Proper Breastfeeding Protects Mothers from Breast Cancer and Other Serious Ills, Study Reports

Proper Breastfeeding Protects Mothers from Breast Cancer and Other Serious Ills, Study Reports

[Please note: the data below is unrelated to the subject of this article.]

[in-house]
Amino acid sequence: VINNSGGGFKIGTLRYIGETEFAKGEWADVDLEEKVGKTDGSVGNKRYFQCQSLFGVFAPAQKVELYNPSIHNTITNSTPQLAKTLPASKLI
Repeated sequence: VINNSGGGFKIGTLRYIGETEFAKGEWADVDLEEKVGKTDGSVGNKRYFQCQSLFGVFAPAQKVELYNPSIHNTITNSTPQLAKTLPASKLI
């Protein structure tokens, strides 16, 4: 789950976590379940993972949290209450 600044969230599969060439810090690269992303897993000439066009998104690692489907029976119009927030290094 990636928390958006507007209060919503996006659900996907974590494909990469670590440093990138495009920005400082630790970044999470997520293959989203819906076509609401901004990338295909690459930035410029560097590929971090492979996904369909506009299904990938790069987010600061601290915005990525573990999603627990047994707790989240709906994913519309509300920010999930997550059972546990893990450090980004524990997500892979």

Breastfeeding is not only beneficial for a baby, but for mothers, too, new research reported, protecting them both from serious illnesses — like  breast cancer and heart disease in women — and sparing the healthcare system in the U.S. costs that run into the billions each year. If mothers could breastfeed their babies as recommended for optimal health outcomes — exclusively for six months and then as a supplemental food source for a total of one year – more babies and women would be better protected, the researchers argue, stressing the need for programs that educate and assist women in breastfeeding their children. The results were published online in the journal Maternal & Child Nutrition, in the study, “Suboptimal breastfeeding in the United States: Maternal and pediatric health outcomes and costs.” According to its senior author, Dr. Alison Stuebe, the study highlights the importance of policies that make it possible for women to breastfeed. "Currently, 22 percent of employed mothers return to work within 10 days of birth," she said in a press release. "Paid leave keeps mothers and babies together, which is essential for breastfeeding. Enacting paid family leave will impact the lifelong health of women and children." Stuebe is an associate professor of obstetrics at the University of North Carolina at Chapel Hill and a researcher of infant and young child feeding at the Carolina Global Breastfeeding Institute. The study noted that the U.S. ranked 26 out of 29 countries in infant mortality rates, according to 2014 data from the Organisation of Economic Co-operation and Development database. "Breastfeeding is far more beneficial in preventing disease and reducing costs than previously estimated," added Dr. Melissa Bartick
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